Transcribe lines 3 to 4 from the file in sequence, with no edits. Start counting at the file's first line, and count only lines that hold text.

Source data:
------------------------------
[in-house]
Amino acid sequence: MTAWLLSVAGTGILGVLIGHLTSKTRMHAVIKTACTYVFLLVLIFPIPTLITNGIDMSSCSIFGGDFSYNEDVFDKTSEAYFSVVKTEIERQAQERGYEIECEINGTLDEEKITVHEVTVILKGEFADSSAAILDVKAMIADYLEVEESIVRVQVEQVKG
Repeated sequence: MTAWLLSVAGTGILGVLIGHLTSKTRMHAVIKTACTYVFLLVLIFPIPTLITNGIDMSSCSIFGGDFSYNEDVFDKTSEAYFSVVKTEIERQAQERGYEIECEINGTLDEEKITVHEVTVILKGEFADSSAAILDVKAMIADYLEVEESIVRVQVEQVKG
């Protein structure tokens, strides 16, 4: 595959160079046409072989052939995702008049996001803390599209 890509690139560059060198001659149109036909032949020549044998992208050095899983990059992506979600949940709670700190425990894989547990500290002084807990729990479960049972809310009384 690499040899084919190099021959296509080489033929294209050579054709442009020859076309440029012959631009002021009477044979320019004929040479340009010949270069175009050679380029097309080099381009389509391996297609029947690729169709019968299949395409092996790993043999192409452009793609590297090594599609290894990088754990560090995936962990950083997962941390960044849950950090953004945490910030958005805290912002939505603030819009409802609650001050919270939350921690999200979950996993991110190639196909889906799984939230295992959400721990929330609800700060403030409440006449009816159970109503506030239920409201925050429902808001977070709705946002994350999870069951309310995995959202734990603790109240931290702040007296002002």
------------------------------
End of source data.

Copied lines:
Repeated sequence: MTAWLLSVAGTGILGVLIGHLTSKTRMHAVIKTACTYVFLLVLIFPIPTLITNGIDMSSCSIFGGDFSYNEDVFDKTSEAYFSVVKTEIERQAQERGYEIECEINGTLDEEKITVHEVTVILKGEFADSSAAILDVKAMIADYLEVEESIVRVQVEQVKG
């Protein structure tokens, strides 16, 4: 595959160079046409072989052939995702008049996001803390599209 890509690139560059060198001659149109036909032949020549044998992208050095899983990059992506979600949940709670700190425990894989547990500290002084807990729990479960049972809310009384 690499040899084919190099021959296509080489033929294209050579054709442009020859076309440029012959631009002021009477044979320019004929040479340009010949270069175009050679380029097309080099381009389509391996297609029947690729169709019968299949395409092996790993043999192409452009793609590297090594599609290894990088754990560090995936962990950083997962941390960044849950950090953004945490910030958005805290912002939505603030819009409802609650001050919270939350921690999200979950996993991110190639196909889906799984939230295992959400721990929330609800700060403030409440006449009816159970109503506030239920409201925050429902808001977070709705946002994350999870069951309310995995959202734990603790109240931290702040007296002002």